In a globalized world, accent variation presents a pervasive challenge to speech communication. English, for example, may be the world’s most spoken language, but “English” in St. Louis is not the same as “English” in Singapore or Glasgow, and native speakers all over the world need to understand not only each other, but also the many people who speak English as a second language (L2). Research on accent processing has typically focused on intelligibility (i.e., accuracy of repetition or transcription) as its outcome measure. Intelligibility alone, however, cannot address differences in the cognitive demand required to achieve similar accuracy across different speakers or inform us about the cognitive effort exerted by different listeners to achieve similar levels of identification accuracy. Research on this type of effort, by contrast, has focused on listening challenges that arise from acoustic degradation (e.g., hearing loss or noise). In this talk, I will discuss our lab’s ongoing to work to develop an understanding of how people comprehend accented speech that is informed not only by endpoint behavior, but also by online measures of cognitive processing. This work, in turn, allows us to develop models of listening effort that account not only for acoustic challenges, but also for signal-inherent challenges like accent variation.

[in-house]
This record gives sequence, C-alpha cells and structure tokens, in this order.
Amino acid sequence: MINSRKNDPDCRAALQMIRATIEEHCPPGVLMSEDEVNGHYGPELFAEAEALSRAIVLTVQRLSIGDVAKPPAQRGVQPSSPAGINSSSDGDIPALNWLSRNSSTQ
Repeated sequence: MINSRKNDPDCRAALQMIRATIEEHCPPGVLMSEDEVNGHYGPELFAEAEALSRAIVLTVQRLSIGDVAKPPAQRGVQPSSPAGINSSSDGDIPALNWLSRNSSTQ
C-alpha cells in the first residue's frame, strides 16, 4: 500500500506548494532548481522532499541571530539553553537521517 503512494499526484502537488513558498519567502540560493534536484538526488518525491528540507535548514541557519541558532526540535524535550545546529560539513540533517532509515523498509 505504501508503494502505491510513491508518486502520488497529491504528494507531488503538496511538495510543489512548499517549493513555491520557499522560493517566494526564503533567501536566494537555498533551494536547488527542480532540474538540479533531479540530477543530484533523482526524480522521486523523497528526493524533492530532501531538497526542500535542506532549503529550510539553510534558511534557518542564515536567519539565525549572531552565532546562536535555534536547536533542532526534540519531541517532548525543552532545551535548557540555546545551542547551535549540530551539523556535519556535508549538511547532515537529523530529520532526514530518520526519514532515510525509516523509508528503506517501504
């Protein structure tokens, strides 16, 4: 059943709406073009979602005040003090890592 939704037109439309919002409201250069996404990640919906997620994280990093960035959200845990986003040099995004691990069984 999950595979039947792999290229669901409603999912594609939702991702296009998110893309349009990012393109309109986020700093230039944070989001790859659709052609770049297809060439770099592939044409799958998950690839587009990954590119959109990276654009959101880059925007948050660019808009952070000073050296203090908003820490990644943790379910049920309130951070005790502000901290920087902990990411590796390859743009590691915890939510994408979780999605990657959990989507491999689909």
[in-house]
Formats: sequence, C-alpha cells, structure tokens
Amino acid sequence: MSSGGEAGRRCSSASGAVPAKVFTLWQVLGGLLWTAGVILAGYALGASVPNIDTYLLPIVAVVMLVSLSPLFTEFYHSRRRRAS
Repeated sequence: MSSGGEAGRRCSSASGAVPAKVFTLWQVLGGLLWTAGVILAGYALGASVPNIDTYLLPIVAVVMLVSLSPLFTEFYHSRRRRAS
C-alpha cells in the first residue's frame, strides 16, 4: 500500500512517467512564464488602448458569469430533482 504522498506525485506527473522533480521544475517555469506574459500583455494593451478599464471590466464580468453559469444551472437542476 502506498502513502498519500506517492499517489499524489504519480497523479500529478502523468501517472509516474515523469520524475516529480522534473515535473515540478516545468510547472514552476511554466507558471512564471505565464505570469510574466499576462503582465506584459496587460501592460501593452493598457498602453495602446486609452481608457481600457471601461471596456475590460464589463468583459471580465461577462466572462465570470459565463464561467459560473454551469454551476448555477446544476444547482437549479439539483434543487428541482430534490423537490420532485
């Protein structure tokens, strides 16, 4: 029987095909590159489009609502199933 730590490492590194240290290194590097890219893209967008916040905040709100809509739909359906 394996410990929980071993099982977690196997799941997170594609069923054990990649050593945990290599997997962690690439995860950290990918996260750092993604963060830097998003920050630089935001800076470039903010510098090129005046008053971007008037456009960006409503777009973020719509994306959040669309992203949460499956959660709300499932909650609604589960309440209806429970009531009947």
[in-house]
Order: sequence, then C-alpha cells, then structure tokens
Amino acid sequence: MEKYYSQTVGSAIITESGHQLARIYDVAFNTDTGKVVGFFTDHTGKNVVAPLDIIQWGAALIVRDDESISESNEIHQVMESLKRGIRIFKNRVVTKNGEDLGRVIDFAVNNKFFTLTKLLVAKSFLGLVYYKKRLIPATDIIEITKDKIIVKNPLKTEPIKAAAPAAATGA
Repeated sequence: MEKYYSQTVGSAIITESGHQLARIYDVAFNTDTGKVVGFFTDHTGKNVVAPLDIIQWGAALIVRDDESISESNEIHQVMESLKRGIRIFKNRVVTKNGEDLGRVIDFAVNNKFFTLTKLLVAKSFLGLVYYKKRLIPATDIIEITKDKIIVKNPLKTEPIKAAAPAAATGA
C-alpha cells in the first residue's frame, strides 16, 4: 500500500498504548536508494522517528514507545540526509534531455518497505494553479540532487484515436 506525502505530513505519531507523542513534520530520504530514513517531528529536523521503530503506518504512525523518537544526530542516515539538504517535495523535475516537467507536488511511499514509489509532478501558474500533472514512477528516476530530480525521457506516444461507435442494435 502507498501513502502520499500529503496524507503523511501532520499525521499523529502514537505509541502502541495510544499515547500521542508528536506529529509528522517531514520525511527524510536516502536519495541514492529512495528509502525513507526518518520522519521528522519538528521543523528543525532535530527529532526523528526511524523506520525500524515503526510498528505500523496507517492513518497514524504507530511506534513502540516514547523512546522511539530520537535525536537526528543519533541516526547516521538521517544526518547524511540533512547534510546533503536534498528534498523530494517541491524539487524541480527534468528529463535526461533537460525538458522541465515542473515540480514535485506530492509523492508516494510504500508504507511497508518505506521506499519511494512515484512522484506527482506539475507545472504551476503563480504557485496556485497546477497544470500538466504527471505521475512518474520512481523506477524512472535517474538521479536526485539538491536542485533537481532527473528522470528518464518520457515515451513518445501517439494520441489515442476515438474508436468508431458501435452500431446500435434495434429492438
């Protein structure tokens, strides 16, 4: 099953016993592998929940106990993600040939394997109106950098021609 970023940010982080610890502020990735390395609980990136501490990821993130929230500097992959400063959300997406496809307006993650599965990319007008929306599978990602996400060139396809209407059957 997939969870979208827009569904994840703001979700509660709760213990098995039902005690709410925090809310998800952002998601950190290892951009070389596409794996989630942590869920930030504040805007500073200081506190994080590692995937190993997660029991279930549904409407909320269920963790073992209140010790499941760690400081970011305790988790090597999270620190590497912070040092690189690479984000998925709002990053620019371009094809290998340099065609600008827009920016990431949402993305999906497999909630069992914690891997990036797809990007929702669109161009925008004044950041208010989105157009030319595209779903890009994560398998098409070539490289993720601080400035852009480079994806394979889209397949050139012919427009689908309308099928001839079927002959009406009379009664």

Kristin Van Engen is an Associate Professor in the Department of Psychological and Brain Sciences and the Linguistics Program at Washington University in St. Louis. She received her PhD in Linguistics from Northwestern University in 2010 and held postdoctoral positions at the University of Texas in Austin and at Washington University in St. Louis. Her research is directed at understanding human speech perception and processing, with a focus on the sensory and cognitive mechanisms that support successful communication in challenging listening conditions. She is particularly interested in how linguistic experience shapes speech perception and processing and how signal-intrinsic (e.g., accent) and signal-extrinsic factors (e.g., noise) interact to modulate the success of communication.